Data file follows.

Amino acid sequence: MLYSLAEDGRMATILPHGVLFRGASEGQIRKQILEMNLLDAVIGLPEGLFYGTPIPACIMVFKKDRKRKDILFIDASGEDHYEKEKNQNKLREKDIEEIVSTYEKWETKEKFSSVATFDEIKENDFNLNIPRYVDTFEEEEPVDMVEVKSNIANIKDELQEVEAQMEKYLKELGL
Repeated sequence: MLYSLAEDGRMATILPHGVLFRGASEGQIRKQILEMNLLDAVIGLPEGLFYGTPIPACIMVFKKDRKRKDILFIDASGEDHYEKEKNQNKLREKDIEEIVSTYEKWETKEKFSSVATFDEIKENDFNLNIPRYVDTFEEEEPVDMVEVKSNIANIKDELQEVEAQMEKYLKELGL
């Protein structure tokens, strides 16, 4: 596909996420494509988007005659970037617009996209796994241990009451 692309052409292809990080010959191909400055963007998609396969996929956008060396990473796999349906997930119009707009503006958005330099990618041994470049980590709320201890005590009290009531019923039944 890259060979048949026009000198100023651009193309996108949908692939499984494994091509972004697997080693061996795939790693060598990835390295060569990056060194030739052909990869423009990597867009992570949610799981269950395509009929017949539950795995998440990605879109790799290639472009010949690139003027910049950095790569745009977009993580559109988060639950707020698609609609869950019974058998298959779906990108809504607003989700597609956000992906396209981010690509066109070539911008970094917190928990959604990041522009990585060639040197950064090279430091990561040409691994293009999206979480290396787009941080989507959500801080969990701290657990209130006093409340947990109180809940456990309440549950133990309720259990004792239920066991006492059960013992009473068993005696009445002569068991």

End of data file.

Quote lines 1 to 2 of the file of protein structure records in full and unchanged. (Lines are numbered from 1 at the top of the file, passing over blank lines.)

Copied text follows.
Amino acid sequence: MLYSLAEDGRMATILPHGVLFRGASEGQIRKQILEMNLLDAVIGLPEGLFYGTPIPACIMVFKKDRKRKDILFIDASGEDHYEKEKNQNKLREKDIEEIVSTYEKWETKEKFSSVATFDEIKENDFNLNIPRYVDTFEEEEPVDMVEVKSNIANIKDELQEVEAQMEKYLKELGL
Repeated sequence: MLYSLAEDGRMATILPHGVLFRGASEGQIRKQILEMNLLDAVIGLPEGLFYGTPIPACIMVFKKDRKRKDILFIDASGEDHYEKEKNQNKLREKDIEEIVSTYEKWETKEKFSSVATFDEIKENDFNLNIPRYVDTFEEEEPVDMVEVKSNIANIKDELQEVEAQMEKYLKELGL